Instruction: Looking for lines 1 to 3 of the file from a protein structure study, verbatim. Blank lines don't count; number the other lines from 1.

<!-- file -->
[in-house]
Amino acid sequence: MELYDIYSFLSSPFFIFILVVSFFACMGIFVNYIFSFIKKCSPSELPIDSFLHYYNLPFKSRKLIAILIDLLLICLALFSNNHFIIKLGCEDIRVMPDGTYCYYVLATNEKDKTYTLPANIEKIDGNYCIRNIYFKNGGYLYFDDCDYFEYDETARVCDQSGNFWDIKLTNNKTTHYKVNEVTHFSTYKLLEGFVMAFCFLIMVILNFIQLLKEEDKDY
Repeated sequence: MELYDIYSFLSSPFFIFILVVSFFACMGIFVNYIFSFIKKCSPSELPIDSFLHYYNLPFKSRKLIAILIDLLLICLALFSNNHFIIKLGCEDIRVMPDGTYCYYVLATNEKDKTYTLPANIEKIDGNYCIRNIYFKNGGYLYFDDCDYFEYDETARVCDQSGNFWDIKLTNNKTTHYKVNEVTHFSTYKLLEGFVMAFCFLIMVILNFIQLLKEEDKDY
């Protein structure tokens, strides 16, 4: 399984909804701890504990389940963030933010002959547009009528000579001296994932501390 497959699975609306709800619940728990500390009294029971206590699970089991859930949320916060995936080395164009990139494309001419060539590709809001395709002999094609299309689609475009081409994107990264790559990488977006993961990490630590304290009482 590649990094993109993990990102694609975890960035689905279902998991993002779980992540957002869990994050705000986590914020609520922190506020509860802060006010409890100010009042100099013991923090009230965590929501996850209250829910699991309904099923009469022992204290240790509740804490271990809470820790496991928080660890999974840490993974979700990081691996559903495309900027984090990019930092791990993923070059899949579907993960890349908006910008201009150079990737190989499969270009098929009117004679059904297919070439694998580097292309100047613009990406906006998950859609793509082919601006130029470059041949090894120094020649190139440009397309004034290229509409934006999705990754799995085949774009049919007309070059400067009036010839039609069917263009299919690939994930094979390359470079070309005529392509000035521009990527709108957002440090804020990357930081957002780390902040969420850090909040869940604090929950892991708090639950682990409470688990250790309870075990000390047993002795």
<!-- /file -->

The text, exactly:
[in-house]
Amino acid sequence: MELYDIYSFLSSPFFIFILVVSFFACMGIFVNYIFSFIKKCSPSELPIDSFLHYYNLPFKSRKLIAILIDLLLICLALFSNNHFIIKLGCEDIRVMPDGTYCYYVLATNEKDKTYTLPANIEKIDGNYCIRNIYFKNGGYLYFDDCDYFEYDETARVCDQSGNFWDIKLTNNKTTHYKVNEVTHFSTYKLLEGFVMAFCFLIMVILNFIQLLKEEDKDY
Repeated sequence: MELYDIYSFLSSPFFIFILVVSFFACMGIFVNYIFSFIKKCSPSELPIDSFLHYYNLPFKSRKLIAILIDLLLICLALFSNNHFIIKLGCEDIRVMPDGTYCYYVLATNEKDKTYTLPANIEKIDGNYCIRNIYFKNGGYLYFDDCDYFEYDETARVCDQSGNFWDIKLTNNKTTHYKVNEVTHFSTYKLLEGFVMAFCFLIMVILNFIQLLKEEDKDY